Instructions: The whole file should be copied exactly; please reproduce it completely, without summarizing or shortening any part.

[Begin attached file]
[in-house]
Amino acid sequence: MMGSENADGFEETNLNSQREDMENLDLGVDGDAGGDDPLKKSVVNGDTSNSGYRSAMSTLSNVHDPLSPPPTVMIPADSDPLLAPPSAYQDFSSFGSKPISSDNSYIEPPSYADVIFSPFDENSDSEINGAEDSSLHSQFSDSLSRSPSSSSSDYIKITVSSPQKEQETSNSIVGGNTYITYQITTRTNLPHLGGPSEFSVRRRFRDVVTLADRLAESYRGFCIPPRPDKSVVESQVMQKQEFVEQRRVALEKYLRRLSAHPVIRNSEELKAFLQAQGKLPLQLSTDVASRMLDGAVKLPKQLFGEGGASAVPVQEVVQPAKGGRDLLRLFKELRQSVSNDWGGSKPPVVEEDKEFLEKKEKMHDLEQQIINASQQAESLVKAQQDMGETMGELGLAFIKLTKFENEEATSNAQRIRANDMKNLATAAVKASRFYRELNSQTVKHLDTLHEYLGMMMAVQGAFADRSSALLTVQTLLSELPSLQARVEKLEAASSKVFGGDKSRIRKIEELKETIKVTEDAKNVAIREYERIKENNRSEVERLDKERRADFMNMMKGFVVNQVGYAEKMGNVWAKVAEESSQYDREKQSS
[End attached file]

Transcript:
[in-house]
Amino acid sequence: MMGSENADGFEETNLNSQREDMENLDLGVDGDAGGDDPLKKSVVNGDTSNSGYRSAMSTLSNVHDPLSPPPTVMIPADSDPLLAPPSAYQDFSSFGSKPISSDNSYIEPPSYADVIFSPFDENSDSEINGAEDSSLHSQFSDSLSRSPSSSSSDYIKITVSSPQKEQETSNSIVGGNTYITYQITTRTNLPHLGGPSEFSVRRRFRDVVTLADRLAESYRGFCIPPRPDKSVVESQVMQKQEFVEQRRVALEKYLRRLSAHPVIRNSEELKAFLQAQGKLPLQLSTDVASRMLDGAVKLPKQLFGEGGASAVPVQEVVQPAKGGRDLLRLFKELRQSVSNDWGGSKPPVVEEDKEFLEKKEKMHDLEQQIINASQQAESLVKAQQDMGETMGELGLAFIKLTKFENEEATSNAQRIRANDMKNLATAAVKASRFYRELNSQTVKHLDTLHEYLGMMMAVQGAFADRSSALLTVQTLLSELPSLQARVEKLEAASSKVFGGDKSRIRKIEELKETIKVTEDAKNVAIREYERIKENNRSEVERLDKERRADFMNMMKGFVVNQVGYAEKMGNVWAKVAEESSQYDREKQSS